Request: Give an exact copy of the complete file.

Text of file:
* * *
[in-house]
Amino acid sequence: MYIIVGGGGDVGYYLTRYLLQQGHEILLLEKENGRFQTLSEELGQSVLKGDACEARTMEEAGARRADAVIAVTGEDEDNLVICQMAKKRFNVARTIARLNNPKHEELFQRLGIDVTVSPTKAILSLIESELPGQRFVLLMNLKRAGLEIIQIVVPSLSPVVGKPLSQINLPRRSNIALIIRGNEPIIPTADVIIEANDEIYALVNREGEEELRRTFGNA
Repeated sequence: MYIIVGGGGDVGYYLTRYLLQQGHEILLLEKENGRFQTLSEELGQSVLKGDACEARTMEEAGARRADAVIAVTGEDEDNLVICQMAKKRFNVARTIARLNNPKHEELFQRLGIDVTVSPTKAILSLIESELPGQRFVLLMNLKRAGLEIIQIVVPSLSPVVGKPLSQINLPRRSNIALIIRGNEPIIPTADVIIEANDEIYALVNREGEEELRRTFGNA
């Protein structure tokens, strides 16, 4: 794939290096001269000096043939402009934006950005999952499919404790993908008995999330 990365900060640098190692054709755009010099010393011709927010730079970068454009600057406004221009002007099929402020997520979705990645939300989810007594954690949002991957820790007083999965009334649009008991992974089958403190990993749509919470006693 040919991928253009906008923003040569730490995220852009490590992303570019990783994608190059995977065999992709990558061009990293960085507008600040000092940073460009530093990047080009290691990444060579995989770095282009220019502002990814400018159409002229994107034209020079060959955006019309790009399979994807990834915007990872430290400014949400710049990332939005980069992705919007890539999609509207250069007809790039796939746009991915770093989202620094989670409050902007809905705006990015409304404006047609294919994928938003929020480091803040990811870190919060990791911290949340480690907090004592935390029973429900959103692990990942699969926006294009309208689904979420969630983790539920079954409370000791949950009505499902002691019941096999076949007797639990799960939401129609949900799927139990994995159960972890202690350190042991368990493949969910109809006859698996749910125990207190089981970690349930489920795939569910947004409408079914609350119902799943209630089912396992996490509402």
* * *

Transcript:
[in-house]
Amino acid sequence: MYIIVGGGGDVGYYLTRYLLQQGHEILLLEKENGRFQTLSEELGQSVLKGDACEARTMEEAGARRADAVIAVTGEDEDNLVICQMAKKRFNVARTIARLNNPKHEELFQRLGIDVTVSPTKAILSLIESELPGQRFVLLMNLKRAGLEIIQIVVPSLSPVVGKPLSQINLPRRSNIALIIRGNEPIIPTADVIIEANDEIYALVNREGEEELRRTFGNA
Repeated sequence: MYIIVGGGGDVGYYLTRYLLQQGHEILLLEKENGRFQTLSEELGQSVLKGDACEARTMEEAGARRADAVIAVTGEDEDNLVICQMAKKRFNVARTIARLNNPKHEELFQRLGIDVTVSPTKAILSLIESELPGQRFVLLMNLKRAGLEIIQIVVPSLSPVVGKPLSQINLPRRSNIALIIRGNEPIIPTADVIIEANDEIYALVNREGEEELRRTFGNA
């Protein structure tokens, strides 16, 4: 794939290096001269000096043939402009934006950005999952499919404790993908008995999330 990365900060640098190692054709755009010099010393011709927010730079970068454009600057406004221009002007099929402020997520979705990645939300989810007594954690949002991957820790007083999965009334649009008991992974089958403190990993749509919470006693 040919991928253009906008923003040569730490995220852009490590992303570019990783994608190059995977065999992709990558061009990293960085507008600040000092940073460009530093990047080009290691990444060579995989770095282009220019502002990814400018159409002229994107034209020079060959955006019309790009399979994807990834915007990872430290400014949400710049990332939005980069992705919007890539999609509207250069007809790039796939746009991915770093989202620094989670409050902007809905705006990015409304404006047609294919994928938003929020480091803040990811870190919060990791911290949340480690907090004592935390029973429900959103692990990942699969926006294009309208689904979420969630983790539920079954409370000791949950009505499902002691019941096999076949007797639990799960939401129609949900799927139990994995159960972890202690350190042991368990493949969910109809006859698996749910125990207190089981970690349930489920795939569910947004409408079914609350119902799943209630089912396992996490509402």